This Honduras graffiti artist duo spreads feminist messages


On a warm, summer day, graffiti artists Mayki Graff Ortega and Suam Fonseca sit along a busy street in northeastern Tegucigalpa, Honduras’ capital. Their 2015 mural of the Mirabal sisters on a nearby apartment building provides a colorful backdrop.

The sisters from the Dominican Republic — Patria, Minerva Mirabal Reyes and María Teresa — are spray-painted in warm tones with black hair and blue streaks for shine. Colorful butterflies flutter around the women, a nod to their collective nickname, Las Mariposas (“The Butterflies”).

The three Mirabal sisters were assassinated on Nov. 25, 1960, because of their opposition to the dictatorship of Rafael Trujillo. After death, they became symbols of feminist resistance. (Decades later, the United Nations General Assembly designated Nov. 25 as the International Day for the Elimination of Violence Against Women.) For Graff, 23, and Fonseca, 20, the sisters’ activism made a lasting impression, and they wanted to pay tribute.

“They were very important women in the Dominican Republic’s history and women we should admire and recognize,” said Graff. “Even though it wasn’t something that happened in Honduras, it challenges us to fight for the rights of all women.” 

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That’s what they’re trying to do together as Dolls Clan — and they claim to be Honduras’ first feminist graffiti artist duo. The two women formed Dolls Clan in September 2014 in Tegucigalpa after Graff invited Fonseca to a graffiti art workshop. Since then, the pair has used their art to tirelessly promote gender equality in the Central American country known for its high rates of femicide and strict laws on reproductive rights. Their murals speak to female empowerment and reproductive rights.

Similarly, the name, Dolls Clan, references a frequent catcall in the country — muñeca (in English, “doll”). They combined it with clan, tying it to ancient tribes led by women. Clan is also a word in Spanish that means a social group. It’s a name that has resonance as they are poised in front of the Mirabal sisters mural — which they painted in collaboration with the Centro de Derechos de Mujeres (Women’s Rights Center) — as motorists honk at the women, and several men catcall them.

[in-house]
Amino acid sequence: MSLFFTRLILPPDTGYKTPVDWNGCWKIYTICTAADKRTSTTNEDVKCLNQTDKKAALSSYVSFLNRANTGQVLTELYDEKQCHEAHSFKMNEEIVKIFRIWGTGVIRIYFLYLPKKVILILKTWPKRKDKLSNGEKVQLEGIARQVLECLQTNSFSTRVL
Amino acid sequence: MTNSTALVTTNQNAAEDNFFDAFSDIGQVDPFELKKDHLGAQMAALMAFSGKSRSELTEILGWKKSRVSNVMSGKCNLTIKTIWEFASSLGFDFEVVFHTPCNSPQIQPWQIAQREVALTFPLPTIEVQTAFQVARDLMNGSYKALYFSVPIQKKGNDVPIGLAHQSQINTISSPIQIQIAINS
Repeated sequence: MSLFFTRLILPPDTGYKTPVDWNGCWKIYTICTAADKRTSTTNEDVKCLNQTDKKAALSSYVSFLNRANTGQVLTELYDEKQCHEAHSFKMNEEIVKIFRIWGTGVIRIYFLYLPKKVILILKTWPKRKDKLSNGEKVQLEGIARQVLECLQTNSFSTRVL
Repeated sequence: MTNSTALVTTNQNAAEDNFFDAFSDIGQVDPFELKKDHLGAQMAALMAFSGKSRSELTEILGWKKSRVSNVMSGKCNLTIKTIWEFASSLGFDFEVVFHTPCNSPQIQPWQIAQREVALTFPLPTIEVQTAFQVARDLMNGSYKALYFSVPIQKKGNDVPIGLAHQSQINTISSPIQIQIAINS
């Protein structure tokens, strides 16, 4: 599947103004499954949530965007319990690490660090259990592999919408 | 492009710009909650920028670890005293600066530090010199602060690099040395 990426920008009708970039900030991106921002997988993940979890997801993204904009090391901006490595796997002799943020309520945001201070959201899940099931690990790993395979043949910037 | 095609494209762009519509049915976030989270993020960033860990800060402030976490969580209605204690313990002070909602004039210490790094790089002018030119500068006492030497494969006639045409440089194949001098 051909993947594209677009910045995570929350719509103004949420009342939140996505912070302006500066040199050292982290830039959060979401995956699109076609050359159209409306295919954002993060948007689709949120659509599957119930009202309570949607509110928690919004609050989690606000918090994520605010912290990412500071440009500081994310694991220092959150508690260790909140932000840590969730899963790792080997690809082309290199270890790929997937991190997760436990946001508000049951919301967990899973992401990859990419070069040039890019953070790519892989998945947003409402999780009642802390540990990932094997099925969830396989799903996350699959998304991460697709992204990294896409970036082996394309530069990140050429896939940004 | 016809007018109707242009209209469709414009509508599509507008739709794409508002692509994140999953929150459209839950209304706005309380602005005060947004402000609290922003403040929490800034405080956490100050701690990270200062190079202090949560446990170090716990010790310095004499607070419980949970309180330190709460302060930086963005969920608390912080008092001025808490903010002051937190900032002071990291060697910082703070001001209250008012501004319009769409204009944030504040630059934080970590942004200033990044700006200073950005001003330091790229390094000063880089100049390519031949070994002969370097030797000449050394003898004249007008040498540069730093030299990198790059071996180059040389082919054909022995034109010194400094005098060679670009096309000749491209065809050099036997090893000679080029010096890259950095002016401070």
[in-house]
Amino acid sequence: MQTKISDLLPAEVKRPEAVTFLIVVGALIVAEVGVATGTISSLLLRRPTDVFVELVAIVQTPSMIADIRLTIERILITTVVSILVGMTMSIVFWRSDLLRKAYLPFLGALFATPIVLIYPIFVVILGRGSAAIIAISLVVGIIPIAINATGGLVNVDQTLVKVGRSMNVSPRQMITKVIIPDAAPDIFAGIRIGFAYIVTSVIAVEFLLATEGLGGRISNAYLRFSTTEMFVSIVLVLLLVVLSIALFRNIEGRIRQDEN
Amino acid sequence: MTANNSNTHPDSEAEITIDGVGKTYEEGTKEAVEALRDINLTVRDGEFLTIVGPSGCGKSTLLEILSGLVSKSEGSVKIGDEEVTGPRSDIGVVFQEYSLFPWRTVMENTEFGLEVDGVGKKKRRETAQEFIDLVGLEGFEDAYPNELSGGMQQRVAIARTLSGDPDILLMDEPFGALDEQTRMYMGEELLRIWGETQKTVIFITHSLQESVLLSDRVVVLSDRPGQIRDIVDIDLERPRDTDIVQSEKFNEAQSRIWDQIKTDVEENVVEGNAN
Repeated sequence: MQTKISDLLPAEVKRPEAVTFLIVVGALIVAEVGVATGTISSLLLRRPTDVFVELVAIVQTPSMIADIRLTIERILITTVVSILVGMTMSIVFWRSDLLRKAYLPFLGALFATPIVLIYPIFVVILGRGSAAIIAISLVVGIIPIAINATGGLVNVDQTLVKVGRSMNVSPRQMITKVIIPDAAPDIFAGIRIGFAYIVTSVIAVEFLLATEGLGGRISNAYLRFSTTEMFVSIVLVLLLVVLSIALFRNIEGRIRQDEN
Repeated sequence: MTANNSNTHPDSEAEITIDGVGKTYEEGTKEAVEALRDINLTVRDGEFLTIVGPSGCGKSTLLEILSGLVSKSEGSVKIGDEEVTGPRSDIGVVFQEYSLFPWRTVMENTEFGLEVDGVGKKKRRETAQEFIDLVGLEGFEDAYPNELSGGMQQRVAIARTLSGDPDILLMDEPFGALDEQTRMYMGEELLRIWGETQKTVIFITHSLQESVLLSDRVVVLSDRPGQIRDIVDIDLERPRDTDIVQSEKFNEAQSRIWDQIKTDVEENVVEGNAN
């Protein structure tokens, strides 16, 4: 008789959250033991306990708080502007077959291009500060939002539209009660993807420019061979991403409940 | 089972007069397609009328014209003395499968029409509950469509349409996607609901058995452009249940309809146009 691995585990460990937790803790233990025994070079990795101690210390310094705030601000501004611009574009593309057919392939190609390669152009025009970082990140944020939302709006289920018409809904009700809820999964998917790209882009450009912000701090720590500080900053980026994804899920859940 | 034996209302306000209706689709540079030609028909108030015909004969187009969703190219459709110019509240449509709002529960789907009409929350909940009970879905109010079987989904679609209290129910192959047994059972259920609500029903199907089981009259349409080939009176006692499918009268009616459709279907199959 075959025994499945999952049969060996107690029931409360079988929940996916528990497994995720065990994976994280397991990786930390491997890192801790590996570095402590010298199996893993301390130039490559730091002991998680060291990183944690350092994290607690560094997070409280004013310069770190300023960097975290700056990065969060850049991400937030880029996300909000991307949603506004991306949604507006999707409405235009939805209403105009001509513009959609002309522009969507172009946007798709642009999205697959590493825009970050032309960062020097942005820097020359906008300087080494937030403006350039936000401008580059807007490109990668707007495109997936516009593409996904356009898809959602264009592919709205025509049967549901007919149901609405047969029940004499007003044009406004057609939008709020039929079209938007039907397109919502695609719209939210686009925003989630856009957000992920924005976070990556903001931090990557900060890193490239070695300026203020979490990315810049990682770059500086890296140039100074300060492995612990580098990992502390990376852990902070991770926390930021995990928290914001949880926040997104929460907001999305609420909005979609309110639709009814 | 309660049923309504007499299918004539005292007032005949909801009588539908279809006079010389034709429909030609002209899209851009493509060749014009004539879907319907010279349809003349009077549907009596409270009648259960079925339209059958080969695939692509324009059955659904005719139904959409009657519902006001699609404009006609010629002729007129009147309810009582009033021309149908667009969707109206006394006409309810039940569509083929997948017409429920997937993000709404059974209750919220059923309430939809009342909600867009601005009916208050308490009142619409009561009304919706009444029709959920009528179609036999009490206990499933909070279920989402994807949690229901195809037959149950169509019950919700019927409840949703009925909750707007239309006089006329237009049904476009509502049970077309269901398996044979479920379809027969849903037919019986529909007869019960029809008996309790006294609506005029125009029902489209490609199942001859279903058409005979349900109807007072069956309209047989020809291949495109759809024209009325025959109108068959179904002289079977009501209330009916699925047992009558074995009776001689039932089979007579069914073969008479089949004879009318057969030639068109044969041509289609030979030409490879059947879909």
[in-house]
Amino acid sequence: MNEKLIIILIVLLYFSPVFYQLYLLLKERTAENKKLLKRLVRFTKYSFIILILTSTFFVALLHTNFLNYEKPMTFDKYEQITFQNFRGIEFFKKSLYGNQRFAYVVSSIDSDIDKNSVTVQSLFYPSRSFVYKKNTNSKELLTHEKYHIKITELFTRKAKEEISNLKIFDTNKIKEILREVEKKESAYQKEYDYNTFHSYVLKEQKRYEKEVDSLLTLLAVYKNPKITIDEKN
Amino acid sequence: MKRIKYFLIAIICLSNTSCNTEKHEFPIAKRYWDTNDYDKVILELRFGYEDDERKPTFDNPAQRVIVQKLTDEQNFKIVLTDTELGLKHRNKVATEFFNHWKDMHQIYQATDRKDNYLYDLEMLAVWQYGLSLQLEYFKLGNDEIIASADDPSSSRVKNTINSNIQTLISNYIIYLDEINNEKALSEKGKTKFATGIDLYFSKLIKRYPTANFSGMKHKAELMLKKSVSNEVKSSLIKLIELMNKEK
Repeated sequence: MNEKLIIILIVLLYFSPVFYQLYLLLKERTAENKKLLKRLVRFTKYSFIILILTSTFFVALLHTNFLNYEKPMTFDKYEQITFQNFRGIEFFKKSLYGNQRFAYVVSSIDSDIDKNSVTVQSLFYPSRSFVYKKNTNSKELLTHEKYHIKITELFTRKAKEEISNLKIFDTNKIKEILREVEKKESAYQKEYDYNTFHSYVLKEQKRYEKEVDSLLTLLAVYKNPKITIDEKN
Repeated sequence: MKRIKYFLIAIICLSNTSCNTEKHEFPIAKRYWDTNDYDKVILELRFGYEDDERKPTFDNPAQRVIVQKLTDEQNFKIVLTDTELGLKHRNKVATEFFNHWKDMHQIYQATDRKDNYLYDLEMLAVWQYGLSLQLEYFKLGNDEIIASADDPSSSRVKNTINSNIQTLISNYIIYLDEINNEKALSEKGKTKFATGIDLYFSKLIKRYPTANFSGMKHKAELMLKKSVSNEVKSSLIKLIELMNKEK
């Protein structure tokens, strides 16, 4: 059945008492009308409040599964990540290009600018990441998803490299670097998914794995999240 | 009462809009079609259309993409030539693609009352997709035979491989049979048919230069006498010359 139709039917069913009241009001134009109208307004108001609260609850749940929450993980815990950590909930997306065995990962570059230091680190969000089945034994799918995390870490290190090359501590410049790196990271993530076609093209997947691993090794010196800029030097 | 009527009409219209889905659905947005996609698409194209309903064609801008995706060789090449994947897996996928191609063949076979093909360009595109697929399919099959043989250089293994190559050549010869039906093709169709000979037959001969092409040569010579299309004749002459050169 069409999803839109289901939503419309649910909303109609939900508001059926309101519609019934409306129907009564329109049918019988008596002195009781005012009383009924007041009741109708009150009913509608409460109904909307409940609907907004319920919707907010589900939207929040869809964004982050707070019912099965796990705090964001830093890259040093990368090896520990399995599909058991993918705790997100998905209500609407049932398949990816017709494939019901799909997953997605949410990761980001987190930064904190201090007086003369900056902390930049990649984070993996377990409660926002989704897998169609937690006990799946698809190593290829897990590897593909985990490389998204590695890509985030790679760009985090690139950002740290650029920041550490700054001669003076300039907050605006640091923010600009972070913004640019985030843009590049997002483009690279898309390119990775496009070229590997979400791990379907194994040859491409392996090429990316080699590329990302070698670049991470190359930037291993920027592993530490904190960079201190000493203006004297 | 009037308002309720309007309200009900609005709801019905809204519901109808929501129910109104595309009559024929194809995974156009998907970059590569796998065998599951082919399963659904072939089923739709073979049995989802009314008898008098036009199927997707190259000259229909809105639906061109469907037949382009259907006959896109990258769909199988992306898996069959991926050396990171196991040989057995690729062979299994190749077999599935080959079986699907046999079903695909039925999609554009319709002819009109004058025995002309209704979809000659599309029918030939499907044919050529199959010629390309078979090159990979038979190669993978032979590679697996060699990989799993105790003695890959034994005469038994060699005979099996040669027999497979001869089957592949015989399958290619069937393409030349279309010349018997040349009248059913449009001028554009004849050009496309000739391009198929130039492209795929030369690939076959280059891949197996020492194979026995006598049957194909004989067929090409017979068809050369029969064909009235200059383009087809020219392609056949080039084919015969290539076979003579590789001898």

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It’s experiences like this that compelled them to team up. “We created [Dolls Clan] because, in Honduras, there’s always a lot of machismo in the culture. You see it in the femicide figures,” said Graff, who is also a hip-hop artist. “Being a woman in Honduras is very difficult because, from the moment we step out into the streets, we deal with all kinds of harassment. We go out in fear.” 

In fact, during the first six months of 2017, 190 women in Honduras were killed, almost one per day, according to the last bulletin of the Observatory of Violence of the National Autonomous University of Honduras (UNAH). There were 1,429 reported cases of sexual violence on women: One-third of the survivors were between 10 and 19 years old and, in 76 percent of the cases, the aggressor was a family member, partner or ex-partner or an acquaintance.

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“Violence is a message of possession written on women’s bodies,” said Migdonia Ayestas, director of the Observatory of Violence. “We need more education to propitiate equality between women and men.”

Dolls Clan fights back through art. “Being a woman graffiti artist is like a blow to the system to a society permeated by machismo,” Graff said. “It’s a way to demonstrate that women can also fit in a place where there are only men and show our art — in the same way or even better.”

One of Dolls Clan’s pieces says in bold letters, “La decision es mía” (“The decision is mine”). It focuses on a woman’s right to make decisions for her body and to use birth control. The emergency contraceptive pill is prohibited in Honduras, but can be bought illegally in some pharmacies or pulperías (small grocery stores) for an average of 200 lempiras ($8). That work, which features a woman with long, colorful tresses, was done for the 150th anniversary of the Canadian Embassy in Costa Rica, Nicaragua and Honduras.

In the same theme, Graff in 2016 contributed to a Porque amoeligir(“Because I love to choose”) campaign, which pushed for the legalization of the PAE, an acronym for the emergency contraceptive pill in Honduras. That piece features a topless, tattooed woman in lingerie with the campaign words scrawled across her stomach.

Dolls Clan has also pushed forward Ni Una Menos, a famous rallying cry against femicide that translates to “not one woman less.”